After leading us in 26 events over three and a bit years, the final chords of Robin Marks’ Revival brought down the curtain on Rachel Ganney’s tenure at our first ever RE event in Greatfield and, with our shorter that usual Autumn season behind us, I would like to take a few moments to reflect on what was an emotional evening for all of us.
I think it is fair to say that without Rachel and Paul, the RE probably would not exist. It was originally Paul’s brainchild … in fact, if memory serves, I believe he was talking with the Greenbelt worship team and rather opportunistically announced that we could do a Rock Eucharist for the festival if they wanted it. When they said “Yes”, Paul, Rachel and I had to get around a table and decide what one of those actually was and how we might pull it off. Even then, it is hard to see where it might have gone without Paul being married to a Minister who was just crazy enough to agree to lead one.
Since then, the RE has taken on a life of its own through its various versions, and Rachel has been a loud and enthusiastic advocate for the events in the church. She also became very much part and parcel of theREIGN family and we will certainly miss her insight, her humility and her desire to use this resource to bring God’s people before him in worship in new and interesting ways.
As far as I am concerned, it was quite fitting that her final local event (she will be “guesting” with us in Warrington in March) should be an experiment. Alison Gilchrist, vicar at St Hilda’s Church in Greatfield went into the event without any idea of how it would be received, how many might attend – or indeed whether anyone would attend at all – or what impact it may have on her Church.
That, ultimately, is what the RE is all about – bringing the word and worship of God to his people in an accessible and reverent fashion … and sprinkled with famous rock riffs.
Rachel, if you happen to read this, theREIGN would like to thank you, publicly, for everything you have brought to us, and brought us to, over these 39 months and 26 events.
We will miss you, and we wish you (and Paul) every blessing in your new church and ministry.
Autumn is always a time of change for Communion on the Rocks, as it is traditionally the season in which we introduce a new version of the event, and 2010 is no exception. Taking The Step (version 4) is to be debuted this coming Sunday at Sutton Methodist Church, which sees us step outside the Church of England for the first time and we are delighted to be able to join our Methodist Brothers and Sisters in celebrating Holy Communion together in this way.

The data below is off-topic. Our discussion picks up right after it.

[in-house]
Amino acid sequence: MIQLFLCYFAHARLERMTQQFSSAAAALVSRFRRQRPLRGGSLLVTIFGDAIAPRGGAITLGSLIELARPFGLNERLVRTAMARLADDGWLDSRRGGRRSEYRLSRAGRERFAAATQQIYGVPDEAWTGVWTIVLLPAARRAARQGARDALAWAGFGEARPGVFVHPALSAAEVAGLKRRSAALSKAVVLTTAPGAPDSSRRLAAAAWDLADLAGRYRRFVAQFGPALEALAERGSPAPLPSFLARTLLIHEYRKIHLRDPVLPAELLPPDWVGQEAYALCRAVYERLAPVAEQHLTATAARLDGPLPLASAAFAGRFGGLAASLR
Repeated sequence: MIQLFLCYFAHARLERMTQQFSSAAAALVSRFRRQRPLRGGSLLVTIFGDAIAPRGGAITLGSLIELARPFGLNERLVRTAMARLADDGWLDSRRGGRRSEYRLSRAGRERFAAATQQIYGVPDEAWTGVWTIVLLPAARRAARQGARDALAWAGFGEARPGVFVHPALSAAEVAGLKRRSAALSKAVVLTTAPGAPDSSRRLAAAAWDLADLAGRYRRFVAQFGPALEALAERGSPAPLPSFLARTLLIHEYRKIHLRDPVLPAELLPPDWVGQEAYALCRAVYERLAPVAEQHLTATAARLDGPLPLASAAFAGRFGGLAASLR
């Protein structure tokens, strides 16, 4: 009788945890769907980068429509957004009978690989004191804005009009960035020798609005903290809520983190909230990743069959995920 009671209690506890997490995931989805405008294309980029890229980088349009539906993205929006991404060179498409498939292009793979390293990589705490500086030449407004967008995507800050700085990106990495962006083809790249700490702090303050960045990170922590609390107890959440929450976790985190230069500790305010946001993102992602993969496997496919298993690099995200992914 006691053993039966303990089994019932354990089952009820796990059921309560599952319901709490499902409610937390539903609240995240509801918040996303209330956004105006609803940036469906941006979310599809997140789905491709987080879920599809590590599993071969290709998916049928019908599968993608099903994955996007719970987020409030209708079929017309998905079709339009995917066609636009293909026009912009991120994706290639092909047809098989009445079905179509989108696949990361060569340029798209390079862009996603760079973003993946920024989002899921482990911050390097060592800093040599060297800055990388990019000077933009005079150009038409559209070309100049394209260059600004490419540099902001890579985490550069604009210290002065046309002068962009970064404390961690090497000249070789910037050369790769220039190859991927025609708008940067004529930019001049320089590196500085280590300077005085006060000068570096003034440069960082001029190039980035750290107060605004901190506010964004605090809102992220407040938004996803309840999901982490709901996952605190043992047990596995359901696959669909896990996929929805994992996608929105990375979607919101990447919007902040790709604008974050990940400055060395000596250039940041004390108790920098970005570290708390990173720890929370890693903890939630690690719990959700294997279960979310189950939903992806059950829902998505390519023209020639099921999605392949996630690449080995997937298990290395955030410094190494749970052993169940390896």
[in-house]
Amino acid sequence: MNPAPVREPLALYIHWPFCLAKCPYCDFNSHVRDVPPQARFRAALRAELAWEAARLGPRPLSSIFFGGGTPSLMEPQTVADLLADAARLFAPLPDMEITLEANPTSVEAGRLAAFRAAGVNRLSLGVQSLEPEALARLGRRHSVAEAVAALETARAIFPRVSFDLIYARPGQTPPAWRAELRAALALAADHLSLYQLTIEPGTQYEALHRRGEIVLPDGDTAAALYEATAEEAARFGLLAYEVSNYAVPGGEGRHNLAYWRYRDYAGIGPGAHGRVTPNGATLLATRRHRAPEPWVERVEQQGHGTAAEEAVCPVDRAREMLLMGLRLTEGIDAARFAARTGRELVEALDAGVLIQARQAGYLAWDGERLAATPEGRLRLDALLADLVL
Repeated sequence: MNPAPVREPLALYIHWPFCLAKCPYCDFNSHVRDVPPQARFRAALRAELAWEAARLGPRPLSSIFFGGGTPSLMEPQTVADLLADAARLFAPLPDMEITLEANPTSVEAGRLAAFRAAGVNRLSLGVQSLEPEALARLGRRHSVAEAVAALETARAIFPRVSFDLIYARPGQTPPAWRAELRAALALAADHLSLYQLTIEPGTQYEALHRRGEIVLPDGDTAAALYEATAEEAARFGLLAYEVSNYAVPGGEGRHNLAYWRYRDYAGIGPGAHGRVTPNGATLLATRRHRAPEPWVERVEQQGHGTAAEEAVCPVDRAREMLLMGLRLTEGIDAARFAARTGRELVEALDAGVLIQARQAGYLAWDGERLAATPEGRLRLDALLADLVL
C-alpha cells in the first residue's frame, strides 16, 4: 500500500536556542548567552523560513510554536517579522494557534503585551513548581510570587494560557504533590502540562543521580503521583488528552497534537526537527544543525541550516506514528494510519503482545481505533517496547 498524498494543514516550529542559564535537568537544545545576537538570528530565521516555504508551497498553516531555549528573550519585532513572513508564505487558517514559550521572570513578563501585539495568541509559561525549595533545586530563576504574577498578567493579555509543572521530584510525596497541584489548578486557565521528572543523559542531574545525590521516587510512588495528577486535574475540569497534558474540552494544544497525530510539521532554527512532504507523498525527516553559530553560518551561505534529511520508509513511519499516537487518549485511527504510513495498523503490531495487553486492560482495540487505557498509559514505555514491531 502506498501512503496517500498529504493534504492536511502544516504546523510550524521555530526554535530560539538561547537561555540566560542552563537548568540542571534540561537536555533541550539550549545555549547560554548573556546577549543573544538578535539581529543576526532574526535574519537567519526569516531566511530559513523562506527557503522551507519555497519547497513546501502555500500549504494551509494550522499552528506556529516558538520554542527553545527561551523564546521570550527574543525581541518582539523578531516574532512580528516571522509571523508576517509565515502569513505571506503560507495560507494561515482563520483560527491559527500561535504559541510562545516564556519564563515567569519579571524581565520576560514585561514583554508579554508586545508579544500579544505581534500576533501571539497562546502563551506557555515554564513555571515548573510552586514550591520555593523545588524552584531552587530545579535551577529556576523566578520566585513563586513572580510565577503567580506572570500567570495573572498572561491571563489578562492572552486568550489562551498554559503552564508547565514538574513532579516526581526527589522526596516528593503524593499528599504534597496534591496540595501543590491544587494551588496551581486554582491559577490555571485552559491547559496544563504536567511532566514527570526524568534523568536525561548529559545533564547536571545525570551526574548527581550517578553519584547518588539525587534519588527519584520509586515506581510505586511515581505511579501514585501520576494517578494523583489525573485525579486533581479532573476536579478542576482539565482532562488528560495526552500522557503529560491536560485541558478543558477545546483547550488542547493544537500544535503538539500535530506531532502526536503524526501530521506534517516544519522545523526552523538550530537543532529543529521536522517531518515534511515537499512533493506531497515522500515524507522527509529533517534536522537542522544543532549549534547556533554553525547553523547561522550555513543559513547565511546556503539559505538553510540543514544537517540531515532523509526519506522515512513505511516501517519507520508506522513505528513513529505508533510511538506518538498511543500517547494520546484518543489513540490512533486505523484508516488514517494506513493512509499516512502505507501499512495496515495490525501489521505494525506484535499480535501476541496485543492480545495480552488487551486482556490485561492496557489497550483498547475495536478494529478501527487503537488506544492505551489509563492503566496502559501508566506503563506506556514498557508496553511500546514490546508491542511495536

The new event sees some major changes, and some familiar favourites sitting nicely alongside each other, as we re-visit some of the most successful forms of liturgy from prior versions of the event, including RE2’s ever popular Eucharistic Prayer set to Blur’s Song 2.
However, this year, far greater changes are afoot as we wish a fond, and somewhat emotional, farewell to Rachel Ganney, who has led these events with huge skill, reverence and flair for the last 3 years. See theREIGN’s Blog for further details about her and Paul’s move to the big smoke.
Rachel’s are big shoes to fill, and handed that unenviable task is Revd Andrew (Andy) Simpson, from All Saints’ Church, Hessle. Whilst new to working with theREIGN, Andy and lead vocalist David Cooper have known each other for over 25 years and, truth be told, David’s life would have taken some very different turns along the way if that friendship had never existed.
We welcome Andy into the fold, and time will tell whether he lives to regret his comments (immediately following attending RE2 at Greenbelt_08) that if we ever had a opening to lead the events, he would “love to do it”. He will make his debut leading the forthcoming Taking The Step event at Holy Trinity in Barrow on Sunday 21 November 2010.
Please pray for Rachel and Paul as they begin this exciting new chapter of their life, and for Andy as he takes his own step into Communion on the Rocks.